Ahead of a fourth weekend of "yellow vests" anti-government protests - set to resume on December 8 - a representative of the movement said that they would go to the French president's residence.
The French government is hoping to stave off another day of running riots and burning cars like on Saturday, when more than 400 people were arrested in the capital.
The first "yellow vest" demonstrations - so-called because of the high-visibility jackets all French motorists must carry in their vehicles - were held to contest planned fuel tax increases, but have since evolved into a broader protest movement against French President Emmanuel Macron, who is accused of turning a blind eye to the rising cost of living that has left many struggling to make ends meet.
Until he scrapped the fuel tax rise, Macron's actions after returning from the G-20 summit in Argentina had done little to persuade protesters that he was listening to their concerns.
But since he came to power last May, globalists around the world said the French president's rise marked a political 'new dawn' against "division" and "hate", with many insisting his brand of "radical centrism" was a formula that should be imposed on their own nations. Other police unions are not talking about strikes - but two police union officials told The Associated Press they are anxious about radical troublemakers and others taking advantage of the protest atmosphere to cause even greater damage this Saturday.
Macron, for his part, visited a regional government headquarters that was torched by protesters, but he did not speak to reporters. The government is contributing to the fear with dire warnings about new violence by extremists or other troublemakers.
French health minister Agnès Buzyn, speaking to RTL Radio on Thursday morning, said: "There is a concern about this violence, and some who do not want to find a solution".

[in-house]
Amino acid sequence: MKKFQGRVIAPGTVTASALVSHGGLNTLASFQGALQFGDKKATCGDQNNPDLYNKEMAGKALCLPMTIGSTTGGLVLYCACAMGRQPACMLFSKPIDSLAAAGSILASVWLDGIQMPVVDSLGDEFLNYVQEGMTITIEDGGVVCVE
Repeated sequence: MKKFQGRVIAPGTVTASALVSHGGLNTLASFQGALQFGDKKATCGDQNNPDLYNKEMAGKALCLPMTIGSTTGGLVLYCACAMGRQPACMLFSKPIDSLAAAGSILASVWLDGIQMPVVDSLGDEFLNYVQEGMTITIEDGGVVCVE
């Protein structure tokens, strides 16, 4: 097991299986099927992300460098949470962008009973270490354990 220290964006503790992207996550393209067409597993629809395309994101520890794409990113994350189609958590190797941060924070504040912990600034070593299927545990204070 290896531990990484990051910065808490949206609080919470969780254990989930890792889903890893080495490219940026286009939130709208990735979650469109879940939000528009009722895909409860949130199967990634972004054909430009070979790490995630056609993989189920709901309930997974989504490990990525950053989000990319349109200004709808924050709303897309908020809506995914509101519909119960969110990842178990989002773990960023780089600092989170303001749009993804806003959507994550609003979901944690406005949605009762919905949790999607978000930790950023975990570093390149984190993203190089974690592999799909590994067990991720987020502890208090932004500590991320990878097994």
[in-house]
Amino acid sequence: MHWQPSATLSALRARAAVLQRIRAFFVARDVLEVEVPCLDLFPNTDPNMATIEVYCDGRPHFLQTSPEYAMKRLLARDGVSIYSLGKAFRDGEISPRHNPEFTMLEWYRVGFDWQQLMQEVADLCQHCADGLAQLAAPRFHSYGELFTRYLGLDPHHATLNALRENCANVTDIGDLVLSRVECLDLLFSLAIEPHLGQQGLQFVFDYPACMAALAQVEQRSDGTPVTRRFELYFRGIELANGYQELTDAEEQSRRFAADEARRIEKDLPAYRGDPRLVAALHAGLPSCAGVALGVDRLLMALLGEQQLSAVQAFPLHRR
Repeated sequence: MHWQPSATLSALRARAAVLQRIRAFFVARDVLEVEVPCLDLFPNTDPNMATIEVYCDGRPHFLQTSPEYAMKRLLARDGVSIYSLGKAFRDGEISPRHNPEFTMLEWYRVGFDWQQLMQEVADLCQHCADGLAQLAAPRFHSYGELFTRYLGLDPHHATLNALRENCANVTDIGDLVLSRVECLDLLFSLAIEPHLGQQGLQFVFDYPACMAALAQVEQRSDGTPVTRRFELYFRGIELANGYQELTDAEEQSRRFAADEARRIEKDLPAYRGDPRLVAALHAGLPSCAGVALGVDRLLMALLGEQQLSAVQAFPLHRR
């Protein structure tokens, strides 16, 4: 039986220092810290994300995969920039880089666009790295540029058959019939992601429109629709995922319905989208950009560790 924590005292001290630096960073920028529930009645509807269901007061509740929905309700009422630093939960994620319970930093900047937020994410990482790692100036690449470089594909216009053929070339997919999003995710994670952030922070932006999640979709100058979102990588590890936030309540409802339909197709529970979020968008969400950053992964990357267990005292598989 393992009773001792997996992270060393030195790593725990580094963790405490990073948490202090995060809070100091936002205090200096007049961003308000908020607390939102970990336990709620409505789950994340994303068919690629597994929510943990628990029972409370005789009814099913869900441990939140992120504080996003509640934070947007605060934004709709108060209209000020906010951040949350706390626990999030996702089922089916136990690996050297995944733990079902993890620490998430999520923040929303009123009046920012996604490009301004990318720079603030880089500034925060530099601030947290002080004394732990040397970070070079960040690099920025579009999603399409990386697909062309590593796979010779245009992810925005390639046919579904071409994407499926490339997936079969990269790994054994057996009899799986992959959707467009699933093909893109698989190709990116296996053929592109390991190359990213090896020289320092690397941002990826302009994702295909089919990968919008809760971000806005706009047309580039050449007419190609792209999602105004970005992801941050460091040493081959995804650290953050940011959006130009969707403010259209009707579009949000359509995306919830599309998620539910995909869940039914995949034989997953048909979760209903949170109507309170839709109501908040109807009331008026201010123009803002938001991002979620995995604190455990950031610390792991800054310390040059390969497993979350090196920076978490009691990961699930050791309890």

Turnout for the protests had fallen from about 280,000 three weeks ago to 136,000 last Saturday, with some of the violence, auto burning, spray painting and damage to Paris' historic monuments alienating supporters.
Videos circulating on social media of police beating protesters at a Burger King on the Champs-Elysees have deepened the anger.
"Unlike others, I'm not seeking to apportion blame for this anger", he said.
French President Emmanuel Macron
Macron himself, the central target of the protests, has been largely invisible all week. Small business owners blocked roads to protest high taxes.
The government is trying to calm tensions but not succeeding so far.
Several top-league soccer matches on Saturday have been canceled and the Louvre museum said it and others were awaiting word from Paris officials on whether to close their doors.
He has boarded up the store and will stay closed Saturday.
"We're going to look for solutions together".
He has refrained from speaking publicly about the protests and has largely remained in his palace.
"Trump also retweeted a false claim from American conservative student activist Charlie Kirk that said: "'We want Trump' being chanted through the streets of Paris".
They invariably run into mass protests, however, because they take an immediate bite out of nearly all consumers' pocketbooks, while those consumers see no immediate benefit.
Two groups blockading petrol depots in Brittany said they would stand down following the announcement of the measures, which will cost public coffers some two billion euros ($2.3 billion).